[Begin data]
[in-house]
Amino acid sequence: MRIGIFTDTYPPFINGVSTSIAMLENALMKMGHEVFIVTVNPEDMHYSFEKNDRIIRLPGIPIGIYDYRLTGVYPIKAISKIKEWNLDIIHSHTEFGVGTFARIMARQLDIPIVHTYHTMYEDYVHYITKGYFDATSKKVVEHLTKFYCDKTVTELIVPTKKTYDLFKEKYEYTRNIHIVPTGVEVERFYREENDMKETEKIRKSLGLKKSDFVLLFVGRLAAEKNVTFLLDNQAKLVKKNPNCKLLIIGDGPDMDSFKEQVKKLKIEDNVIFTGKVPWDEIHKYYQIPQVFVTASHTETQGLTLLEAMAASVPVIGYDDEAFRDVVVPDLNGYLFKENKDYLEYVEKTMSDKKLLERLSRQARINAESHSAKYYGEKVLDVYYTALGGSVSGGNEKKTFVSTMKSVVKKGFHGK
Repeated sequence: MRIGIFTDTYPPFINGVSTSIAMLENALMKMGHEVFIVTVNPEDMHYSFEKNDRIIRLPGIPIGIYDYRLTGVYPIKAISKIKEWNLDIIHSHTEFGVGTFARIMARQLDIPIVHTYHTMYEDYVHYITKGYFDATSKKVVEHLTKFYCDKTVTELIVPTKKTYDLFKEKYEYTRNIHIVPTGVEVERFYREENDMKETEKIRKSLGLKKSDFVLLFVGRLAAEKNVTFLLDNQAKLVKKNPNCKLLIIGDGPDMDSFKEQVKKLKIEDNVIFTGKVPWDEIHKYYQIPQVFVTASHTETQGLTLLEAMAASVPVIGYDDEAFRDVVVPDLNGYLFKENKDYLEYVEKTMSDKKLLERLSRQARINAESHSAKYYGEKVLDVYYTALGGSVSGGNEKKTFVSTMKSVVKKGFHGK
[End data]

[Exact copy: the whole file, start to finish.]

[in-house]
Amino acid sequence: MRIGIFTDTYPPFINGVSTSIAMLENALMKMGHEVFIVTVNPEDMHYSFEKNDRIIRLPGIPIGIYDYRLTGVYPIKAISKIKEWNLDIIHSHTEFGVGTFARIMARQLDIPIVHTYHTMYEDYVHYITKGYFDATSKKVVEHLTKFYCDKTVTELIVPTKKTYDLFKEKYEYTRNIHIVPTGVEVERFYREENDMKETEKIRKSLGLKKSDFVLLFVGRLAAEKNVTFLLDNQAKLVKKNPNCKLLIIGDGPDMDSFKEQVKKLKIEDNVIFTGKVPWDEIHKYYQIPQVFVTASHTETQGLTLLEAMAASVPVIGYDDEAFRDVVVPDLNGYLFKENKDYLEYVEKTMSDKKLLERLSRQARINAESHSAKYYGEKVLDVYYTALGGSVSGGNEKKTFVSTMKSVVKKGFHGK
Repeated sequence: MRIGIFTDTYPPFINGVSTSIAMLENALMKMGHEVFIVTVNPEDMHYSFEKNDRIIRLPGIPIGIYDYRLTGVYPIKAISKIKEWNLDIIHSHTEFGVGTFARIMARQLDIPIVHTYHTMYEDYVHYITKGYFDATSKKVVEHLTKFYCDKTVTELIVPTKKTYDLFKEKYEYTRNIHIVPTGVEVERFYREENDMKETEKIRKSLGLKKSDFVLLFVGRLAAEKNVTFLLDNQAKLVKKNPNCKLLIIGDGPDMDSFKEQVKKLKIEDNVIFTGKVPWDEIHKYYQIPQVFVTASHTETQGLTLLEAMAASVPVIGYDDEAFRDVVVPDLNGYLFKENKDYLEYVEKTMSDKKLLERLSRQARINAESHSAKYYGEKVLDVYYTALGGSVSGGNEKKTFVSTMKSVVKKGFHGK